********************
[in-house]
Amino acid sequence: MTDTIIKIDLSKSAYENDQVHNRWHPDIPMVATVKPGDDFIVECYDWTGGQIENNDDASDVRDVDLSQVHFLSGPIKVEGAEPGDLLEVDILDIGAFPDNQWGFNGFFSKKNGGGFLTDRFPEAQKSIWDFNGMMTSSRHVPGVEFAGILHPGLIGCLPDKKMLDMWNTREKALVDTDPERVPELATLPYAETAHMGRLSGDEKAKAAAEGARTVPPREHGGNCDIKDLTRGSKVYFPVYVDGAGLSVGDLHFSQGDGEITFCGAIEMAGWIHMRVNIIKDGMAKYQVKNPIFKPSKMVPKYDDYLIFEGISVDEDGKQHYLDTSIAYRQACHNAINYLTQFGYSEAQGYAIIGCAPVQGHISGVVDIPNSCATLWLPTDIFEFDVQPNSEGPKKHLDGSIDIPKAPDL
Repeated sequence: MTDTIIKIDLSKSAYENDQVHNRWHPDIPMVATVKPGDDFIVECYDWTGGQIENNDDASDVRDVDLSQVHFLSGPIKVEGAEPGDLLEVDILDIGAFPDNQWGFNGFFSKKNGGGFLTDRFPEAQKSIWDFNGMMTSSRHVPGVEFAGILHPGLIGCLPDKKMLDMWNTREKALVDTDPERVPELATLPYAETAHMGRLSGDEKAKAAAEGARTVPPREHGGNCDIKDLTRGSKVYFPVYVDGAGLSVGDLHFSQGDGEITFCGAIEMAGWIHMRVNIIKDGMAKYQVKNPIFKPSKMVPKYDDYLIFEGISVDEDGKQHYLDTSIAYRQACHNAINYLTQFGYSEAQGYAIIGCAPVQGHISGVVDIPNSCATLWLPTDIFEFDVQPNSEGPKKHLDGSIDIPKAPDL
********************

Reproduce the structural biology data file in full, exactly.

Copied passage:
[in-house]
Amino acid sequence: MTDTIIKIDLSKSAYENDQVHNRWHPDIPMVATVKPGDDFIVECYDWTGGQIENNDDASDVRDVDLSQVHFLSGPIKVEGAEPGDLLEVDILDIGAFPDNQWGFNGFFSKKNGGGFLTDRFPEAQKSIWDFNGMMTSSRHVPGVEFAGILHPGLIGCLPDKKMLDMWNTREKALVDTDPERVPELATLPYAETAHMGRLSGDEKAKAAAEGARTVPPREHGGNCDIKDLTRGSKVYFPVYVDGAGLSVGDLHFSQGDGEITFCGAIEMAGWIHMRVNIIKDGMAKYQVKNPIFKPSKMVPKYDDYLIFEGISVDEDGKQHYLDTSIAYRQACHNAINYLTQFGYSEAQGYAIIGCAPVQGHISGVVDIPNSCATLWLPTDIFEFDVQPNSEGPKKHLDGSIDIPKAPDL
Repeated sequence: MTDTIIKIDLSKSAYENDQVHNRWHPDIPMVATVKPGDDFIVECYDWTGGQIENNDDASDVRDVDLSQVHFLSGPIKVEGAEPGDLLEVDILDIGAFPDNQWGFNGFFSKKNGGGFLTDRFPEAQKSIWDFNGMMTSSRHVPGVEFAGILHPGLIGCLPDKKMLDMWNTREKALVDTDPERVPELATLPYAETAHMGRLSGDEKAKAAAEGARTVPPREHGGNCDIKDLTRGSKVYFPVYVDGAGLSVGDLHFSQGDGEITFCGAIEMAGWIHMRVNIIKDGMAKYQVKNPIFKPSKMVPKYDDYLIFEGISVDEDGKQHYLDTSIAYRQACHNAINYLTQFGYSEAQGYAIIGCAPVQGHISGVVDIPNSCATLWLPTDIFEFDVQPNSEGPKKHLDGSIDIPKAPDL